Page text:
The second reason to be wary of the 'vast majority are OK' line of reasoning is that, without wishing to put on the bacofoil hat, the country is indeed run by a very small liberal intelligensia; politicians, academics, etc. These people have a wildly disproportionate effect on the way things are run, laws are made, etc. For example, although for many years opinion polls have shown that a majority of people are in favour of capital punishment, it has not been on the political landscape for discussion. Why? - because those who count don't approve of it.
Tactical voting by extremists is not something to be greatly worried about.

The vote would have to be concentrated to elect a MP or councillor. If concentrated, it will be limited to certain geographic areas. The extremists would also be competing against long-established domestic interests amongst ethnic minority communities, and their power-bases.

The fortunes of Sinn Fein started to improve only after movement was made towards renouning violence. Most people are not extremists.
[W]ithout wishing to put on the bacofoil hat, the country is indeed run by a very small liberal intelligensia; politicians, academics, etc. These people have a wildly disproportionate effect on the way things are run, laws are made, etc.
This is interesting especially when you consider that there is already a broad consensus on this issue already in the UK. I frequently speak to people of many races and faiths and from all social backgrounds (save the Idiotarian members of the Political-Media complex you allude to) and they all roughly agree with a "live and let live and if you don't like it then move elsewhere" attitude.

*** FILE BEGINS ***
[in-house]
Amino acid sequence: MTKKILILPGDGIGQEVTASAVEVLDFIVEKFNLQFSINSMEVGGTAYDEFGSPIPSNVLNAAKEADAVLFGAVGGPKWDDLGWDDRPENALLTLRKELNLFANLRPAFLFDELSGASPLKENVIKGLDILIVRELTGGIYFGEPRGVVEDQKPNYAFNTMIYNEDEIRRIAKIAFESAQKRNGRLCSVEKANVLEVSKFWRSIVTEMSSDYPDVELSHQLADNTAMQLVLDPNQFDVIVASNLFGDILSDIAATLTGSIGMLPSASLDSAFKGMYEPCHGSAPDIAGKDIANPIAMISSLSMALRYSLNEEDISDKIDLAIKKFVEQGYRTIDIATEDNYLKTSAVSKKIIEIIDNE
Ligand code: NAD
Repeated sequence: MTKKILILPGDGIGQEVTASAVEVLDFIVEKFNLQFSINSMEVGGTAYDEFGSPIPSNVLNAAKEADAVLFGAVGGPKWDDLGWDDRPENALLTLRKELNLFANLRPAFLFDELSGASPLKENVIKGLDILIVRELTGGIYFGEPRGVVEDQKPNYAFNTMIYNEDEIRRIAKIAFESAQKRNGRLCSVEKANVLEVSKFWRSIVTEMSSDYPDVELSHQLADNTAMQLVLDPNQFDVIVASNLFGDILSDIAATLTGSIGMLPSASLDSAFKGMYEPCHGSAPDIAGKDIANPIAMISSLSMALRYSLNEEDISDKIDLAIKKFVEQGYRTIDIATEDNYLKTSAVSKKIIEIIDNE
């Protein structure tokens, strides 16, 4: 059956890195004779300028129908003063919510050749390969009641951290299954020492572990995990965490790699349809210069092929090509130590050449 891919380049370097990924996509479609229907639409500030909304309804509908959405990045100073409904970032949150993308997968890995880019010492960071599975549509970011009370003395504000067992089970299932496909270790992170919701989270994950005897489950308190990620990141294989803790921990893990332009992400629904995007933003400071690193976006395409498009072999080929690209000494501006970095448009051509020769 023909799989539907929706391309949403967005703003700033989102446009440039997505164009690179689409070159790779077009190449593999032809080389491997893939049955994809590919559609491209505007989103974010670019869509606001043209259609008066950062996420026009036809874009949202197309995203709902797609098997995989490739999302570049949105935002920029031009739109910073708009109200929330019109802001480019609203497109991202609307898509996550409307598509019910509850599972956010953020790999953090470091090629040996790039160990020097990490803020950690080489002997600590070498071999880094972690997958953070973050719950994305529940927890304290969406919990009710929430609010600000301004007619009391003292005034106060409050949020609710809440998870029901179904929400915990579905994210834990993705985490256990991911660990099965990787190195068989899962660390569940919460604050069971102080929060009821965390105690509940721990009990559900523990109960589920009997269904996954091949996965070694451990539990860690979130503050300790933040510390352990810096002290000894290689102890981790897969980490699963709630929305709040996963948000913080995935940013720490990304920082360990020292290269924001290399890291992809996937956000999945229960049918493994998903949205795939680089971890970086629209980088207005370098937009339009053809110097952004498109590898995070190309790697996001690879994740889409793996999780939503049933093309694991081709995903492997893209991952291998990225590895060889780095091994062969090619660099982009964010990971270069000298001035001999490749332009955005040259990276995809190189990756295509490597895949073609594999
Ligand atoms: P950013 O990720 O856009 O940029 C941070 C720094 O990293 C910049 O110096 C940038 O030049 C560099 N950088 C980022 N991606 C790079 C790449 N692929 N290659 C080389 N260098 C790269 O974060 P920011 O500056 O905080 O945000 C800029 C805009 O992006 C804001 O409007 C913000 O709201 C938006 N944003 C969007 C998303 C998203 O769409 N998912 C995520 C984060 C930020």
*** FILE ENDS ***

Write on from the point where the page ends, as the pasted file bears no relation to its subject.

Funny thing is, the talking heads on the BBC never seem to reflect this, rather the "squeakiest wheel" syndrome of people like Shami Chakrabarti who seems to represent herself, a few of her mates from university and couple of people who write letters to The Guardian.

I was always taught that those who shout the loudest achieve the least and that all political deals were made in smoke-filled rooms. Then again, I studied politics during the Conservative era, so I suppose now students are being told that all political deals are made in trendy Islington wine bars! :roll:

To add breadth to that which I wrote at the start of this thread, I appreciate that only in key marginals would a bloc vote have a significant impact. What I was seeking from this thread was validation / destruction of my belief that whilst extremism (of any type) is BAD, our political institutions & way of life are not overly threatened by even an organised 'attack' by way of the ballot box, nor by a military assault (ref the recent thread about tens of thousands of armed Muslim immigrants). My brain then wanders off on a slight tangent and considers the implications of our currently un / laxly checked immigration situation and how that would change the race & religion %s come the 2011 census.
^ Well, when I mentioned the contradictions inherent in New Labour I really, really meant it.

Look at the Northwest and Midlands, where the Asian Muslim block vote is the key to several potentially marginal constituencies (including that of Jack "Not-me-Guv-I'm-only-Foreign-Secretary" Straw). Many are wobbly potential Lib Dem gains in waiting, and on top of that also seem to be prone to the sort of postal voting electoral fraud that (A) was created by Labour and (B) favours....Labour!

OTOH, Blair (who isn't really New Labour at all, more of a one-man Atlanticist/ Social Democrat hybrid) supports the Americans in the Persian Gulf thus completely alienating those important constituencies. Imagine a bizarre "Respect" type phenomenon in Oldham or Bradford or Birmingham. Scary, isn't it? You have a whole legion of New Labour MPs who have to permanently put themself in complete opposition to HMG policy in order to keep their constiuency parties in line. Really strange times indeed, especially in times like these.

No wonder the time is ripe for a palace coup, and as usual when the going get's tough, Broon the Dour is nowhere to be seen...